Labor Zionism and the Talmud oppose each other
National-Religious movement differs from the original Zionist movement in this: the original kibbutznik founders of Israel came to Palestine to work on the land by themselves. But the National-Religious make the Palestinian Arabs work for them, in the industrial parks next to the settlements.
This critically important difference clarifies the role of the Talmud for Jews. Talmud teaches Jews how to live and how to do business in a country where most people are not Jewish. The Talmud is deeply opposed to the Labour Zionism of Israel’s founders, for whom Jewish majority country, and Jews doing the manual work by themselves, were the key to Israel’s independence.
It was not by chance that early Zionism of one hundred years ago was opposed by the Rabbis. The reason they opposed going to Palestine to build a Jewish country was not only the need to wait for the Mashiach. It was more, the whole Jewish way of life more than a century ago in the Diaspora was directed by Jewish learning, and Jewish learning, in the form of Talmud, prepared young Jewish boys for life and for business in the world where people who till the land and smelt the iron are not Jews.
Judea and Samaria, where the Jewish minority rules over the Arab majority, is the exact opposite of early Israel. it is like comparing France where the French people live, to French Algeria, where French people ruled.
The difference between the National Religious movement and the earlier Labor Zionism is the same as the difference between the First Aliyah and the Second Aliyah. People of the First Aliyah bought orange groves and hired Arab workers to work there. They believed that them being owners makes them masters of the land. They were not concerned that Arabs being their employees ensures Jews will remain a minority. At that time in history majority was not as important as it is now, because both the Russian Empire where the Jews of First Aliyah came from, and the Ottoman Empire they came to, were non-democratic.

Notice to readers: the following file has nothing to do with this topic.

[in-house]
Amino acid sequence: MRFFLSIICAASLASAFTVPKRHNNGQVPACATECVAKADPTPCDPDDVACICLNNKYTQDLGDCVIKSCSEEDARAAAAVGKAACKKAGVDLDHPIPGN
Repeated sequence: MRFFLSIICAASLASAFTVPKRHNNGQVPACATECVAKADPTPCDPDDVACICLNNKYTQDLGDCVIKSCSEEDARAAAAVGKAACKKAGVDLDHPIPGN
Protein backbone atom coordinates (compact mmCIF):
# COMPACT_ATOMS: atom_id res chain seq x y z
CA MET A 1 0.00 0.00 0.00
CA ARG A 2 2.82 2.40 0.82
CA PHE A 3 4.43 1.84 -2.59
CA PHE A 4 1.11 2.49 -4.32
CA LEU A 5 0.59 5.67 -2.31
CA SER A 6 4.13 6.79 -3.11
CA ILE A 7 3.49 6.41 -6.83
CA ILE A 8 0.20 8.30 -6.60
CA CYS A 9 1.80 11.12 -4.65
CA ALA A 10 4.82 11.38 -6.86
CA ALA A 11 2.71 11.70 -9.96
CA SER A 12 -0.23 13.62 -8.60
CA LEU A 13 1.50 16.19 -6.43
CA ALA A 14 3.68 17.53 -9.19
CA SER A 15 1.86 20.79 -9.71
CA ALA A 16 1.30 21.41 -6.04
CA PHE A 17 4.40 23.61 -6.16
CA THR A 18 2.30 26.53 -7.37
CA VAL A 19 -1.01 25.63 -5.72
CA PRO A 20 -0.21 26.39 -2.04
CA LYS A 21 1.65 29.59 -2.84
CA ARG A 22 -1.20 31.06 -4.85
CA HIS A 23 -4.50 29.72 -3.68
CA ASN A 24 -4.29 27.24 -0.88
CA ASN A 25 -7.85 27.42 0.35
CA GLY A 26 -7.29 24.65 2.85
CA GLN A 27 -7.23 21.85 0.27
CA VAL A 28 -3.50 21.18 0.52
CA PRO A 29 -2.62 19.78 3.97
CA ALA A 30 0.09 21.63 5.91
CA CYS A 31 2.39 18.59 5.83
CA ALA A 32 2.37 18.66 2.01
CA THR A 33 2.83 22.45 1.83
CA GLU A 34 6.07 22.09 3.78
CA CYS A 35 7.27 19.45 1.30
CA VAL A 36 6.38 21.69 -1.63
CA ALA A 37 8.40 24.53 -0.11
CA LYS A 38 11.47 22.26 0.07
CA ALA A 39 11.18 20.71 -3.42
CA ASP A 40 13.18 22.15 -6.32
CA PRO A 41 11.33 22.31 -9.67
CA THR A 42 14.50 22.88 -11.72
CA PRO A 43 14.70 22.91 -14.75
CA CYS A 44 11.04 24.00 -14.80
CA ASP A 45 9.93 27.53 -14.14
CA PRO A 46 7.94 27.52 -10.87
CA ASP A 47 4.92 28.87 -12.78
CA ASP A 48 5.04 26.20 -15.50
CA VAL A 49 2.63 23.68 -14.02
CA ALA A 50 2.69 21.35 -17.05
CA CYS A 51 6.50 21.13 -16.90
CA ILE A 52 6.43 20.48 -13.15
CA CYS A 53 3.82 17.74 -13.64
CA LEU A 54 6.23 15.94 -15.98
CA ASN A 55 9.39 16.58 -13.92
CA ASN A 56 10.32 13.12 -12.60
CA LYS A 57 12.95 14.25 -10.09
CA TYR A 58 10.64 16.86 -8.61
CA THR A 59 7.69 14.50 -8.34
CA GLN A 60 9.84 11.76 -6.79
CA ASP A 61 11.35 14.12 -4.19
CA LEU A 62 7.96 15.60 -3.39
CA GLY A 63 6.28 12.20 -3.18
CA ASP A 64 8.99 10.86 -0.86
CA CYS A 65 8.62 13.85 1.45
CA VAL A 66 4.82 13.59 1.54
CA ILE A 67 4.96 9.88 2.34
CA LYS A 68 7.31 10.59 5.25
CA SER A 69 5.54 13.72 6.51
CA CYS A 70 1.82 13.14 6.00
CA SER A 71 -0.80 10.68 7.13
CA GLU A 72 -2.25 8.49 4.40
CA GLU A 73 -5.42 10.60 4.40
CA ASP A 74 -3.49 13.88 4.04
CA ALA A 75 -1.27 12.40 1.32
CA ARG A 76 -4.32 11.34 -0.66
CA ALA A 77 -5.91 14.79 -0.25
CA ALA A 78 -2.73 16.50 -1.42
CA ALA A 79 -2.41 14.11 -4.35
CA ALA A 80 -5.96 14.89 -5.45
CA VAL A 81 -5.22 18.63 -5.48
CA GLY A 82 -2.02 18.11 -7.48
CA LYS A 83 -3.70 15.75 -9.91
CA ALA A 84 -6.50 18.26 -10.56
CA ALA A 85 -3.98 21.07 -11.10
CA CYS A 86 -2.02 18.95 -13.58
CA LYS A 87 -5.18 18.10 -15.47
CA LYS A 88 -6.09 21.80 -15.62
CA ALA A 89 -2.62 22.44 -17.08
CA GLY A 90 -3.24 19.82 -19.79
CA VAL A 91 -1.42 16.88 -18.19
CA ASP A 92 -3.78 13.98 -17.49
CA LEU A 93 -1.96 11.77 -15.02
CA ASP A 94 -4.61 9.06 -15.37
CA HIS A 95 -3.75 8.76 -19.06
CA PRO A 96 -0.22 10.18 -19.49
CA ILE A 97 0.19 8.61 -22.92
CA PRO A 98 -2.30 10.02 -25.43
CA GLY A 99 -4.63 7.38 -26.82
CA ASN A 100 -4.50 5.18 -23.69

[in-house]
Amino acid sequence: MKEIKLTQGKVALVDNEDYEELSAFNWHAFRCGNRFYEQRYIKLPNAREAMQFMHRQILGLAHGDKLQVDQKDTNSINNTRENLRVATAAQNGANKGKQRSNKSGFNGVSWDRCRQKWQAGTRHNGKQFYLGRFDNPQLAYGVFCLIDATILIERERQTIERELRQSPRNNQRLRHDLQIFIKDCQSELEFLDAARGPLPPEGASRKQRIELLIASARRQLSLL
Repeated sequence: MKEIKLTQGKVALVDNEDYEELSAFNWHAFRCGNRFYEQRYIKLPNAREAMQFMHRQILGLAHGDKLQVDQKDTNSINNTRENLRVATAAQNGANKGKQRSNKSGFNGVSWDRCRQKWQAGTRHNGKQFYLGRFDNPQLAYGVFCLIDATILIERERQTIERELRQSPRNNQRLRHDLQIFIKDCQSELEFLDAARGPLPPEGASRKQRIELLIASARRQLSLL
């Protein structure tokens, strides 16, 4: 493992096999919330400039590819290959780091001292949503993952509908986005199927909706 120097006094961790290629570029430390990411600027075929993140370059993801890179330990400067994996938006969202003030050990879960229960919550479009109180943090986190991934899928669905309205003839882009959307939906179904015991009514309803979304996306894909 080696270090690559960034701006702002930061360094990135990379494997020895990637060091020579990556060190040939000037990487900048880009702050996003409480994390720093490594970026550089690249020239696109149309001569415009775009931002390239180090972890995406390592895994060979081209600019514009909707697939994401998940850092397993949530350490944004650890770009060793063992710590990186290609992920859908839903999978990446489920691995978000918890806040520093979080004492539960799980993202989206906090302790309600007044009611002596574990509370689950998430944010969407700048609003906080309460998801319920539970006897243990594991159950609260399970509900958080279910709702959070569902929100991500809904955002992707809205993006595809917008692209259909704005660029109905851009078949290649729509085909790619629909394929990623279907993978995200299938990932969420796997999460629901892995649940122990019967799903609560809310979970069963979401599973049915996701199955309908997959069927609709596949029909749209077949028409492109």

The Second Aliyah on the contrary made its aim to create a Jewish majority, and for this Jews had to do the work by themselves. They laid a basis for Israel of the years 1948-1967, where the Jews were an 80% majority.
But Judea and Samaria are not going to ever become a Jewish majority land, because the intention from the beginning was not to make the Jews till the land there. The intention was to hire Arabs to do the work, and it came naturally to the religious Jews of the Whole Land of Israel movement. They simply followed the path of traditional Jewish learning: be the head and not the tail, hire Arabs to do the work, and in your free time learn the Torah. This traditional Jewish way of life, inspired by the Talmud, ensures Jews will remain a minority in Judea and Samaria, even if nothing changes politically.
But the world does change politically, and people in countries like Canada learn this at school, in what is called Post-Colonial Studies. Kids who take the social class at a Canadian high school easily understand that the situation in Judea and Samaria cannot last forever. It will inevitably be gone with the wind, and Post-Colonial Studies teach where exactly will this wind blow from.
All this must sound like “leftist” ramblings for Israelis who went to Israeli school, because Israeli school teaches nothing of the kind. I intentionally put the word “leftist” in quotation marks, because neither the Canadian Conservatives nor the Canadian Liberals are leftists, even by a long stretch.
I realise that explaining is not going to help. Change comes not from explaining, it comes when big events happen. Big events happening takes time. People can think and talk of historical events far faster that it takes for historical events to unfold.
Now, how do I know about the role of the Talmud in the life of other Jews? I saw the Jewish learning of Israelis in a religious moshav. Their learning was centered on the Torah and the holidays, which follow the cycle of people living on the land and doing agricultural work. I also saw the Jewish learning of people living in the Diaspora and doing business. The learning of their children (boys) centered on the Talmud, teaching how to interact with other people, Jews and non-Jews.
What is going to happen to Judea and Samaria? It seems that the Talmud explains what is happening there now, and post-colonial studies hint at what will happen later.